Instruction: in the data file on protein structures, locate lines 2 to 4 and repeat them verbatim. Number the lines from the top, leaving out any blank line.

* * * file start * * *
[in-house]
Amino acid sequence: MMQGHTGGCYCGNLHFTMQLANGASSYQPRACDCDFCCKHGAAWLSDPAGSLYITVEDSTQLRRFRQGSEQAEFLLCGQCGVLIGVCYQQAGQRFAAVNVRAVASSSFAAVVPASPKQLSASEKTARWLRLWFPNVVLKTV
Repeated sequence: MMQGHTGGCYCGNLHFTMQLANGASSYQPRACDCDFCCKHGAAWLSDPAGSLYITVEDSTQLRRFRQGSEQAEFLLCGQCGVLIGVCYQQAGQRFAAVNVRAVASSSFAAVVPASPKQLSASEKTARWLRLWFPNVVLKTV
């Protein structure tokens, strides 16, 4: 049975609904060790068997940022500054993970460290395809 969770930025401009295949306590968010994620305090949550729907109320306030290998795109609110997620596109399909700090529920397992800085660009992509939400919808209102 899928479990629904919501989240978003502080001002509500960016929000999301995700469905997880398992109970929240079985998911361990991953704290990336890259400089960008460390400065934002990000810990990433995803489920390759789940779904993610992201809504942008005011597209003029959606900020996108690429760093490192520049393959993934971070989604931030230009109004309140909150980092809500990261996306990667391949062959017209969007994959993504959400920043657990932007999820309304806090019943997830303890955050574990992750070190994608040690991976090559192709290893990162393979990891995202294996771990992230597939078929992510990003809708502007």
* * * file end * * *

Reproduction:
Amino acid sequence: MMQGHTGGCYCGNLHFTMQLANGASSYQPRACDCDFCCKHGAAWLSDPAGSLYITVEDSTQLRRFRQGSEQAEFLLCGQCGVLIGVCYQQAGQRFAAVNVRAVASSSFAAVVPASPKQLSASEKTARWLRLWFPNVVLKTV
Repeated sequence: MMQGHTGGCYCGNLHFTMQLANGASSYQPRACDCDFCCKHGAAWLSDPAGSLYITVEDSTQLRRFRQGSEQAEFLLCGQCGVLIGVCYQQAGQRFAAVNVRAVASSSFAAVVPASPKQLSASEKTARWLRLWFPNVVLKTV
């Protein structure tokens, strides 16, 4: 049975609904060790068997940022500054993970460290395809 969770930025401009295949306590968010994620305090949550729907109320306030290998795109609110997620596109399909700090529920397992800085660009992509939400919808209102 899928479990629904919501989240978003502080001002509500960016929000999301995700469905997880398992109970929240079985998911361990991953704290990336890259400089960008460390400065934002990000810990990433995803489920390759789940779904993610992201809504942008005011597209003029959606900020996108690429760093490192520049393959993934971070989604931030230009109004309140909150980092809500990261996306990667391949062959017209969007994959993504959400920043657990932007999820309304806090019943997830303890955050574990992750070190994608040690991976090559192709290893990162393979990891995202294996771990992230597939078929992510990003809708502007």